To make sure they didn’t lose what they had gained, the Communist Party leaders tightened their grip. They quickly ended any talk of domestic reform and instead accentuated the positive of Stalin’s regime. The Soviets, under Brezhnev’s leadership, also began an arms race with the United States to ensure that the Soviet Union never had to back down from the United States again. Foreign policy became aggressively old-school Stalinist. In 1968, Soviet-led Warsaw Pact troops occupied Czechoslovakia to end the growth of liberal ideas there and put down the bold Czech leader Alexander Dubcek (1921-1992), whose “socialism with a human face” didn’t strike a pleasant chord with the Eastern Bloc.

It was after the invasion of Czechoslovakia that Brezhnev declared the Brezhnev Doctrine. Brezhnev said, the “Communist Party is responsible not only to its own people, but also to all the socialist countries, to the entire Communist movement” and “the implementation of ... ‘self-determination’ ... [thus] Czechoslovakia’s detachment from the socialist community, would have come into conflict with its own vital interests and would have been detrimental to the other socialist states.” In other words, the Soviet Union reserved the right to intervene in the affairs of any Eastern Bloc nation that seemed to be straying from communism. This wasn’t new; the same thing had happened when Stalin intervened on behalf of the Warsaw Pact, but what made the Brezhnev Doctrine special was the unilateral way in which it was intended to be implemented.

As a Matter of Fact

Part of Leonid Brezhnev's cult of personality, not to mention his fascination with himself, manifested itself with a medal fetish. Throughout Brezhnev's career he “received" medals for all sorts of feats, especially for his roles, no matter how minor, in combat. The Soviet Union also bestowed many medals on him for being a Hero of the Soviet Union. The USSR wasn't the only nation to shower Brezhnev with medals. Soviet satellite states like Afghanistan, Laos, Bulgaria, and Romania also presented the aging Brezhnev with medals. At the end of his life, Brezhnev's medal collection numbered well over 100. He wore many of them proudly on his chest for public appearances in order to enhance his public image.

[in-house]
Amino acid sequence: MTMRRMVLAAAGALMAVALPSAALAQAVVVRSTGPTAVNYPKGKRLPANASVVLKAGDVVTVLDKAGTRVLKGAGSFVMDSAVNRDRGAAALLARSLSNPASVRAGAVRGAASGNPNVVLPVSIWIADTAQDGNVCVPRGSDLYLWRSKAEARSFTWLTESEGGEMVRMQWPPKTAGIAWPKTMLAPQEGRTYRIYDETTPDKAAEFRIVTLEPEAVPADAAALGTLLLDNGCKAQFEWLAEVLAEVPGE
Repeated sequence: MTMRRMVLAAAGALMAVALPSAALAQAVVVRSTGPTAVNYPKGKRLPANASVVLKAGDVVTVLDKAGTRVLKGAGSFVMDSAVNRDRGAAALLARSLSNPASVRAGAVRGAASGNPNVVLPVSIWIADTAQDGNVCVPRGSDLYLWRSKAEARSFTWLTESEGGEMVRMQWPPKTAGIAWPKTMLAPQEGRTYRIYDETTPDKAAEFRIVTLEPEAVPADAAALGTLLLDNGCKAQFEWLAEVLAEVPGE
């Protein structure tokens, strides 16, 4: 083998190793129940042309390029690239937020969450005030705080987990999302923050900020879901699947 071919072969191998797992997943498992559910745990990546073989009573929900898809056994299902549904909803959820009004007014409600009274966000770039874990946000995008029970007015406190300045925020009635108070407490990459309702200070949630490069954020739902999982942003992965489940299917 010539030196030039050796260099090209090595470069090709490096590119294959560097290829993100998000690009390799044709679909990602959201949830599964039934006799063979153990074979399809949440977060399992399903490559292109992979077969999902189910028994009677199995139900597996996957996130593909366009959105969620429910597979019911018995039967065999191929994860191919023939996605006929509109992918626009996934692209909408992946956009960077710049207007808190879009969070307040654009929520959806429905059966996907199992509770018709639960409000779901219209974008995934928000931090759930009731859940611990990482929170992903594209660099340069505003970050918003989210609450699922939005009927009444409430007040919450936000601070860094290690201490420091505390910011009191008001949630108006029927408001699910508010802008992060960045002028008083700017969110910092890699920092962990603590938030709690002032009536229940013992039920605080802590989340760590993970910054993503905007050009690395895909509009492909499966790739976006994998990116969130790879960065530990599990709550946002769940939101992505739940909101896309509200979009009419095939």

Throughout Brezhnev’s administration, Soviet relations with China worsened, especially after a series of Soviet-Chinese clashes in the 1960s. Despite the conflict in Vietnam, the Chinese relationship with the United States began to improve by 1971. Brezhnev feared a Chinese-American alliance and decided not to be left out in the cold. Brezhnev began a series of negotiations with the United States, and at the beginning of the 1970s, the Cold War truly entered into the period known as détente.

Define Your Terms

Détente is the term used for the reduction of Cold War tensions.

The real sign that détente had arrived was the summit between Brezhnev and President Richard Nixon that resulted in SALT I, or the Strategic Arms Limitation Treaty of 1972, which froze current levels of strategic missiles. The détente continued when the Vietnam War ended in 1973. Though the era of détente culminated in progress in the 1970s, the seeds for such progress had been planted in the 1960s. The Soviet economy wasn’t up to the challenge of the arms race and the space race with the United States. Also, European politicians like West Germany’s Willy Brandt (19131992) worked relentlessly for peace. Brandt moved away from Adenauer’s policy of trading only with the west and looked eastward instead in a policy known as Ostpolitik. Brandt especially wanted to ease political tensions between the east and west, particularly between East and West Germany. Brandt also helped ease tensions when he visited Poland and offered an official apology on behalf of Germany for the atrocities of Nazi Germany. 

Détente continued into the mid-1970s with the SALT II treaty and other diplomatic negotiations between the United States and the USSR. For all the progress made during the 1960s and 1970s, though, détente ended in the late 1970s with the Iran hostage situation and the Soviet invasion of Afghanistan. Then, in 1980, the United States elected Ronald Reagan (1911-2004), a popular president bent on ending communism, escalating the arms race, and tearing down the Berlin Wall.